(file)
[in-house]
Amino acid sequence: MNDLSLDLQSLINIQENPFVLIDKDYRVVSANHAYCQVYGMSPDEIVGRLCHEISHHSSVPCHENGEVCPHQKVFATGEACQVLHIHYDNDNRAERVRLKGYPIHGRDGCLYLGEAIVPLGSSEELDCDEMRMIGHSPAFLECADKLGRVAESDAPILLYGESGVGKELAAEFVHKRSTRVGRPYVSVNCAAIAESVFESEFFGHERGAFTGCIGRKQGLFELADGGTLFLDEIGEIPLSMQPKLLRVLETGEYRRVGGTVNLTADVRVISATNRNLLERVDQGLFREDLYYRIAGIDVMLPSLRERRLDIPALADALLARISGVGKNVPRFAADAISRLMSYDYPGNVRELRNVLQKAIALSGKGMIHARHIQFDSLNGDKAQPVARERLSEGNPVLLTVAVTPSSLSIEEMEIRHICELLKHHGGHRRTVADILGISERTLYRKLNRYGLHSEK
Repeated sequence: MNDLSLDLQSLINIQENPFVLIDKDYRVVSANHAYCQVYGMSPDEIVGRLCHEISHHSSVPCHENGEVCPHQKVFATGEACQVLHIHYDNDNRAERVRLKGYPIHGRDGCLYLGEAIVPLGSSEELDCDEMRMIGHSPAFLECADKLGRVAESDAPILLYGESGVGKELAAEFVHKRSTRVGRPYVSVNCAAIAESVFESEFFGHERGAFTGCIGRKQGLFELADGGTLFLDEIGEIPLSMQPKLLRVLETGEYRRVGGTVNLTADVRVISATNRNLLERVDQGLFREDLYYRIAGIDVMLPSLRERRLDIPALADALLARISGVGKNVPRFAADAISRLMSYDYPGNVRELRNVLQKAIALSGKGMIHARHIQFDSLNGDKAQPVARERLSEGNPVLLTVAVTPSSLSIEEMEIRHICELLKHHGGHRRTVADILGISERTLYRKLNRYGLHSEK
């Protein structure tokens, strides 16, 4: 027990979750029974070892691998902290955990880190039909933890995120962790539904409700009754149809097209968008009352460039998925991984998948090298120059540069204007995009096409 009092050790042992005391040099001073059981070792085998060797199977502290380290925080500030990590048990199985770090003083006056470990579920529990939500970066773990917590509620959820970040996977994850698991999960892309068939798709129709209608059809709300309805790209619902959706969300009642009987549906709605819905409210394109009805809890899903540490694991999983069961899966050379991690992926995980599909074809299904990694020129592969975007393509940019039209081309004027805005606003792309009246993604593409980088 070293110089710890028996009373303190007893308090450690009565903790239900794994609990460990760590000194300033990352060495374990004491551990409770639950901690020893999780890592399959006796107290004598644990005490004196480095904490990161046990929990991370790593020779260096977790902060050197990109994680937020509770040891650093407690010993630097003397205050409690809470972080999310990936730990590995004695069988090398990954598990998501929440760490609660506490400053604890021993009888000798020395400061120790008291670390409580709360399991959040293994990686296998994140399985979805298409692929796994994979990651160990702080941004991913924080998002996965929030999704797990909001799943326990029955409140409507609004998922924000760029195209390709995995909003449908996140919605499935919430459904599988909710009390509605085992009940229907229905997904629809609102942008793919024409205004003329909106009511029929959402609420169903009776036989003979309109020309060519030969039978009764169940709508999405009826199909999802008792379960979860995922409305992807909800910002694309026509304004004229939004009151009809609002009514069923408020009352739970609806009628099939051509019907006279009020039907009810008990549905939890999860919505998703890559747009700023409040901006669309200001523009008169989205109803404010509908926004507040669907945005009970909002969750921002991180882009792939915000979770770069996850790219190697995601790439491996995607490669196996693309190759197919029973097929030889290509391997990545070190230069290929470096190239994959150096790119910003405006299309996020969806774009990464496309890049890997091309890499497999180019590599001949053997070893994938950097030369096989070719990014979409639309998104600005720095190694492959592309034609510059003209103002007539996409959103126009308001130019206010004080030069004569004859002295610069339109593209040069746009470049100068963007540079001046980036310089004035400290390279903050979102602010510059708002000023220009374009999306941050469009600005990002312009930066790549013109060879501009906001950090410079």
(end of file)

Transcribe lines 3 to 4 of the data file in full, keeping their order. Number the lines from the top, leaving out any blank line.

Repeated sequence: MNDLSLDLQSLINIQENPFVLIDKDYRVVSANHAYCQVYGMSPDEIVGRLCHEISHHSSVPCHENGEVCPHQKVFATGEACQVLHIHYDNDNRAERVRLKGYPIHGRDGCLYLGEAIVPLGSSEELDCDEMRMIGHSPAFLECADKLGRVAESDAPILLYGESGVGKELAAEFVHKRSTRVGRPYVSVNCAAIAESVFESEFFGHERGAFTGCIGRKQGLFELADGGTLFLDEIGEIPLSMQPKLLRVLETGEYRRVGGTVNLTADVRVISATNRNLLERVDQGLFREDLYYRIAGIDVMLPSLRERRLDIPALADALLARISGVGKNVPRFAADAISRLMSYDYPGNVRELRNVLQKAIALSGKGMIHARHIQFDSLNGDKAQPVARERLSEGNPVLLTVAVTPSSLSIEEMEIRHICELLKHHGGHRRTVADILGISERTLYRKLNRYGLHSEK
């Protein structure tokens, strides 16, 4: 027990979750029974070892691998902290955990880190039909933890995120962790539904409700009754149809097209968008009352460039998925991984998948090298120059540069204007995009096409 009092050790042992005391040099001073059981070792085998060797199977502290380290925080500030990590048990199985770090003083006056470990579920529990939500970066773990917590509620959820970040996977994850698991999960892309068939798709129709209608059809709300309805790209619902959706969300009642009987549906709605819905409210394109009805809890899903540490694991999983069961899966050379991690992926995980599909074809299904990694020129592969975007393509940019039209081309004027805005606003792309009246993604593409980088 070293110089710890028996009373303190007893308090450690009565903790239900794994609990460990760590000194300033990352060495374990004491551990409770639950901690020893999780890592399959006796107290004598644990005490004196480095904490990161046990929990991370790593020779260096977790902060050197990109994680937020509770040891650093407690010993630097003397205050409690809470972080999310990936730990590995004695069988090398990954598990998501929440760490609660506490400053604890021993009888000798020395400061120790008291670390409580709360399991959040293994990686296998994140399985979805298409692929796994994979990651160990702080941004991913924080998002996965929030999704797990909001799943326990029955409140409507609004998922924000760029195209390709995995909003449908996140919605499935919430459904599988909710009390509605085992009940229907229905997904629809609102942008793919024409205004003329909106009511029929959402609420169903009776036989003979309109020309060519030969039978009764169940709508999405009826199909999802008792379960979860995922409305992807909800910002694309026509304004004229939004009151009809609002009514069923408020009352739970609806009628099939051509019907006279009020039907009810008990549905939890999860919505998703890559747009700023409040901006669309200001523009008169989205109803404010509908926004507040669907945005009970909002969750921002991180882009792939915000979770770069996850790219190697995601790439491996995607490669196996693309190759197919029973097929030889290509391997990545070190230069290929470096190239994959150096790119910003405006299309996020969806774009990464496309890049890997091309890499497999180019590599001949053997070893994938950097030369096989070719990014979409639309998104600005720095190694492959592309034609510059003209103002007539996409959103126009308001130019206010004080030069004569004859002295610069339109593209040069746009470049100068963007540079001046980036310089004035400290390279903050979102602010510059708002000023220009374009999306941050469009600005990002312009930066790549013109060879501009906001950090410079």